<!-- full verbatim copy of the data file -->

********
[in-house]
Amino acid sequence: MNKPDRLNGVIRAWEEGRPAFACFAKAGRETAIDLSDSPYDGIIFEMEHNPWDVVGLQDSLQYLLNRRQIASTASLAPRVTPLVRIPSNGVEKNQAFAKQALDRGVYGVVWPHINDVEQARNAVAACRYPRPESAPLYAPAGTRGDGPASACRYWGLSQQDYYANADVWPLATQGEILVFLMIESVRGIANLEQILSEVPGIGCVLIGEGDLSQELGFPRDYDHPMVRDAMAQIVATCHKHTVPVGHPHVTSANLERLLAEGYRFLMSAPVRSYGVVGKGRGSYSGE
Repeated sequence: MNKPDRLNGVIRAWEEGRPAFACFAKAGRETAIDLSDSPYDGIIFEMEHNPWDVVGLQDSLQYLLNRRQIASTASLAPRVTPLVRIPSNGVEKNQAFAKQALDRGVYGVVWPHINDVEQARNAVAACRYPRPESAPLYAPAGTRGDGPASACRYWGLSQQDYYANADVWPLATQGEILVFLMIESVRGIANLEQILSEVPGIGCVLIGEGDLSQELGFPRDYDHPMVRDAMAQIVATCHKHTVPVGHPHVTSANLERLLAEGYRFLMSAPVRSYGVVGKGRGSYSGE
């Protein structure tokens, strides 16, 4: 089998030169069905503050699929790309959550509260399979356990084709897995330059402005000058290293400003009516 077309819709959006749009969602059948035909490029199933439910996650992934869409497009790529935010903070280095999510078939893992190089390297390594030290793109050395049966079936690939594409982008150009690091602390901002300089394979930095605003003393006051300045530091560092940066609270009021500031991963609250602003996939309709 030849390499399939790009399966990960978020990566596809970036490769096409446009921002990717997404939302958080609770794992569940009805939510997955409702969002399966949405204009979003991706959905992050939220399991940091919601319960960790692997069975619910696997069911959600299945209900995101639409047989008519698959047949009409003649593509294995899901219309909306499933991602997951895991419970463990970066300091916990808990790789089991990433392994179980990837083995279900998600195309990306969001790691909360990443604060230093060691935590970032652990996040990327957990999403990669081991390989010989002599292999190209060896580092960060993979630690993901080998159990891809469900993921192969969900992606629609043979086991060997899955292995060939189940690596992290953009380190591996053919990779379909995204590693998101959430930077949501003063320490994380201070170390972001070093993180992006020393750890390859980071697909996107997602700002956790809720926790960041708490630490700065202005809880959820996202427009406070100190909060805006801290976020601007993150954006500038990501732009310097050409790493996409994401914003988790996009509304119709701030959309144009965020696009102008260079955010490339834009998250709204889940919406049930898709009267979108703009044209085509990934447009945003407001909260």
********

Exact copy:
[in-house]
Amino acid sequence: MNKPDRLNGVIRAWEEGRPAFACFAKAGRETAIDLSDSPYDGIIFEMEHNPWDVVGLQDSLQYLLNRRQIASTASLAPRVTPLVRIPSNGVEKNQAFAKQALDRGVYGVVWPHINDVEQARNAVAACRYPRPESAPLYAPAGTRGDGPASACRYWGLSQQDYYANADVWPLATQGEILVFLMIESVRGIANLEQILSEVPGIGCVLIGEGDLSQELGFPRDYDHPMVRDAMAQIVATCHKHTVPVGHPHVTSANLERLLAEGYRFLMSAPVRSYGVVGKGRGSYSGE
Repeated sequence: MNKPDRLNGVIRAWEEGRPAFACFAKAGRETAIDLSDSPYDGIIFEMEHNPWDVVGLQDSLQYLLNRRQIASTASLAPRVTPLVRIPSNGVEKNQAFAKQALDRGVYGVVWPHINDVEQARNAVAACRYPRPESAPLYAPAGTRGDGPASACRYWGLSQQDYYANADVWPLATQGEILVFLMIESVRGIANLEQILSEVPGIGCVLIGEGDLSQELGFPRDYDHPMVRDAMAQIVATCHKHTVPVGHPHVTSANLERLLAEGYRFLMSAPVRSYGVVGKGRGSYSGE
């Protein structure tokens, strides 16, 4: 089998030169069905503050699929790309959550509260399979356990084709897995330059402005000058290293400003009516 077309819709959006749009969602059948035909490029199933439910996650992934869409497009790529935010903070280095999510078939893992190089390297390594030290793109050395049966079936690939594409982008150009690091602390901002300089394979930095605003003393006051300045530091560092940066609270009021500031991963609250602003996939309709 030849390499399939790009399966990960978020990566596809970036490769096409446009921002990717997404939302958080609770794992569940009805939510997955409702969002399966949405204009979003991706959905992050939220399991940091919601319960960790692997069975619910696997069911959600299945209900995101639409047989008519698959047949009409003649593509294995899901219309909306499933991602997951895991419970463990970066300091916990808990790789089991990433392994179980990837083995279900998600195309990306969001790691909360990443604060230093060691935590970032652990996040990327957990999403990669081991390989010989002599292999190209060896580092960060993979630690993901080998159990891809469900993921192969969900992606629609043979086991060997899955292995060939189940690596992290953009380190591996053919990779379909995204590693998101959430930077949501003063320490994380201070170390972001070093993180992006020393750890390859980071697909996107997602700002956790809720926790960041708490630490700065202005809880959820996202427009406070100190909060805006801290976020601007993150954006500038990501732009310097050409790493996409994401914003988790996009509304119709701030959309144009965020696009102008260079955010490339834009998250709204889940919406049930898709009267979108703009044209085509990934447009945003407001909260």